However, there is a deeper understanding of the Zohar that is brought by the Sfat Emet [4]. The Sfat Emet explains that the spies were not selfishly motivated, rather, they were acting with the entire nation in mind. They knew that in the desert they were all, the entire nation, on the level of ‘heads’ as the Zohar said “Here we (the entire nation) are heads”. ‘Heads’ here does not refer to positions of prestige but rather a spiritual level of existence, referred to by the code name Head. Each generation has its corresponding body part hinting at it’s spiritual potency. So, for example, our generation is referred to as the Heals of the feet before the Moshiach (Ikvata DeMeshicha). This has a dual meaning; on the one hand it means that we are the last generation, such as the feet denote, the generation where Moshiach is literally right outside the front door. On the other hand, it means that our generation is spiritually lowly in comparison to previous generations. The further from Sinai, the lower the spiritual sensitivity. Our generation is thus callous and generally insensitive to spirituality, like the heal, and yet at the same time we are moved to tears and laughter by fake nothingness, just as the sole of the foot is hypersensitive to a feather [5] – a thirty second commercial with an emotive song may cause a lump in the throat while a genuine tragedy produces no more than a “ wow, that’s so sad” from our mouths.


The generation of the desert however were on a sublimely spiritual level – the level of the Head. The Head is reference to the intellect, to wisdom of Torah and to the place of the higher aspect of the soul. This generation had witnessed the miracles in Egypt, they had experienced the splitting of the sea, and had experienced the revelation of Hashem on Har Sinai up close and personal. They were a generation who lived in the miraculous and they were about to enter a real land, where they would have to work, farm, earn and provide.  


The spies reasoned that it was better to stay at the miraculous level of the desert as ‘heads’ rather than to enter into the land and confront the mundane realities of farming, building and creating and thus seemingly degrade the spiritual by mixing it with the material. But they were so wrong. Judaism is not a religion that preaches separation from the world of the mundane, but rather the correct usage of the world to make a home for Hashem so to speak in the lower realms. We do not preach celibacy, or asceticism as a goal but rather correct integration of the permissible physical used for holy purpose. Betrothal of Marriage, for example, is called Kiddushin – holiness, as true holiness is that which elevates the mundane, the physical, the material and turns it into a vessel for G-dly light. This is no easy task. It is much more comfortable to stay in the ‘desert’, enjoying the sublime spiritual high without having to engage the world. But Hashem gave us the Torah as a guide to life – to direct us in moral business dealings, interpersonal relationships, committed marriage, child rearing, the building of a moral society, justice system and day to day living. And the Land of Israel, with its throbbing spiritual energy, is perfectly suited for this task of everyday holiness. It is here we are supposed to show the world what it means to be truly holy, to bring heaven down to earth.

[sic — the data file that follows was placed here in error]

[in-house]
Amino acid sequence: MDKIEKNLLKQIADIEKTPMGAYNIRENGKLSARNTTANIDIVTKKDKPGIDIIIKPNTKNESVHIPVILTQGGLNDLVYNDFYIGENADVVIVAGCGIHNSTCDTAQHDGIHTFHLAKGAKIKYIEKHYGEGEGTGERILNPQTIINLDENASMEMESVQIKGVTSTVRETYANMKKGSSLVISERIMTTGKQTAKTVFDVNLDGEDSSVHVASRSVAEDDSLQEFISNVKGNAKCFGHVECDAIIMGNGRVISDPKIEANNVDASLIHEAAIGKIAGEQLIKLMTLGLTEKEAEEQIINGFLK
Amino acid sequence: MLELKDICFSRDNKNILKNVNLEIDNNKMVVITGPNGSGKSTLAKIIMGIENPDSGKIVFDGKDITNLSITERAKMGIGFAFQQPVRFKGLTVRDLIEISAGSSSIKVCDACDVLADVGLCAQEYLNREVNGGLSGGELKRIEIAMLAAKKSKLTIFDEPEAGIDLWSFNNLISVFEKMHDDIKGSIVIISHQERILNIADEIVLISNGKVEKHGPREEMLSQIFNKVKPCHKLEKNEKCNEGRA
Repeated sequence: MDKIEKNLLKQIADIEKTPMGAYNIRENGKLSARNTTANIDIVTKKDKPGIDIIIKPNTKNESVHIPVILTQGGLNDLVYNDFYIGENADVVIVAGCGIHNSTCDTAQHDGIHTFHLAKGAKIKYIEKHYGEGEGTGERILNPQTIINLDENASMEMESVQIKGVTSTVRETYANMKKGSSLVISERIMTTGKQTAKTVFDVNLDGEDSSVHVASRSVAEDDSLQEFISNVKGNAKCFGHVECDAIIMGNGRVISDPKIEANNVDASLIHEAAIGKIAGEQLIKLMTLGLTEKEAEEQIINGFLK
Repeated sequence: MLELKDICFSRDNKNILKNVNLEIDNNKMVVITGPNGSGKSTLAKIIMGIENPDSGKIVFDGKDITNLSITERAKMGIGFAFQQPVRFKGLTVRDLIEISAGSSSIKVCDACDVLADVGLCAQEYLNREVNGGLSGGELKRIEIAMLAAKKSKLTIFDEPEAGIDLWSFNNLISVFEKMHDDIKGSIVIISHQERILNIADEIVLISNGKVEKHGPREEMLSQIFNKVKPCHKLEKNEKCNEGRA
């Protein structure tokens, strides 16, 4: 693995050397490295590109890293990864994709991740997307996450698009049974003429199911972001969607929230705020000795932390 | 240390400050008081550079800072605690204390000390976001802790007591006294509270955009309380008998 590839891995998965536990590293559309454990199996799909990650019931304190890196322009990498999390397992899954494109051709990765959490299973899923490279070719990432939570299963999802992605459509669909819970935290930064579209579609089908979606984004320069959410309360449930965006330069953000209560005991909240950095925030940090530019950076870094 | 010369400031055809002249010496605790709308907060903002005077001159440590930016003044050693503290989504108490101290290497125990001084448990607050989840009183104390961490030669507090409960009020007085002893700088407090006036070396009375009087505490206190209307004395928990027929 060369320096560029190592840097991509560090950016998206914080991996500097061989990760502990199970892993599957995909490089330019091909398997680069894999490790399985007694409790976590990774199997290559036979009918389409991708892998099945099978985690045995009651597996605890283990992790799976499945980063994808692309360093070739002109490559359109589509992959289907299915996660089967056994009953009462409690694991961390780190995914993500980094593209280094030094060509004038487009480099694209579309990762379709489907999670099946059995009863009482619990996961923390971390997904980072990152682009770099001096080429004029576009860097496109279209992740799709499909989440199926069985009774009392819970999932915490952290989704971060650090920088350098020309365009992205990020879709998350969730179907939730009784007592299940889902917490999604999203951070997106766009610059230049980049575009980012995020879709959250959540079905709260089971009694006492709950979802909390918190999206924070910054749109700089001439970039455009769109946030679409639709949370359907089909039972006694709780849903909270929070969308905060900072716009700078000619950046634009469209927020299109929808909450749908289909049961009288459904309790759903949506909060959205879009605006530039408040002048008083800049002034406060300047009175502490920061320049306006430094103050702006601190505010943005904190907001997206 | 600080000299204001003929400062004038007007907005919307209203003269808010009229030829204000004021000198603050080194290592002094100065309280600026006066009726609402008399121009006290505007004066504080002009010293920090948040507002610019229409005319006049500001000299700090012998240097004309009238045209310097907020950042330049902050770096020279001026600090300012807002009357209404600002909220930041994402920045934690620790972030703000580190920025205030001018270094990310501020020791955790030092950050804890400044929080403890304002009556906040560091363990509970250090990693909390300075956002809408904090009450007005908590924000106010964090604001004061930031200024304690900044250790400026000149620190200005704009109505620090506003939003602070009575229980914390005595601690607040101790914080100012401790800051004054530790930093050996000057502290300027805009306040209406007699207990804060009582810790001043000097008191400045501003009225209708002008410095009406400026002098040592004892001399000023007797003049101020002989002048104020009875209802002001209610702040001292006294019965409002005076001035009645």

While the spies were certainly mistaken, it is of course tragic to mistakenly deny the spiritual completely and sink into a life of material aspirations for their own sake. This, to be honest, is our generation’s great challenge. We can be so deeply sunken into the material pleasures of this world that we can become completely blind to the essence of life, to the spiritual truth that lies hidden beneath the physical veneer. We live in the outer shell, blissfully unaware of the inner hidden light that we are here in this world to discover, recover and reveal. 


Perhaps this is the tikun (rectification/fixing) that we are to bring about through the ‘cry for generations’. A cry for nothingness, as we did on that fateful 9th of Av in the desert, has to be rectified with a genuine real cry for holiness, a cry from the depths of our soul, a cry to reconnect, a cry that penetrates through all the outer layers of material shells to the inner hidden light that we are here to reveal. For this true cry for genuine holiness will bring about the redemption that we hope for and pray for, and then the 9th of Av will become a day of celebration and feasting - may it come speedily in our days.


Shabbat Shalom,






[1] Tehillim 106:24-27 which is quoted by many of the commentaries such as the Ramban ( Bamidbar 14:1) , The Chofetz Chaim ( Hakdama), Rashi ( on Tehillim) and others.

[2] Zohar, Shelach, 158 (quoted in the Sfat Emet, and in Sefer Maamakim on Bamidbar)

[3] Sanhedrin 102a

[4] 19th Century Gerrer Rebbe’s commentary on the Torah.

[5] Heard from Rav Akiva Tatz.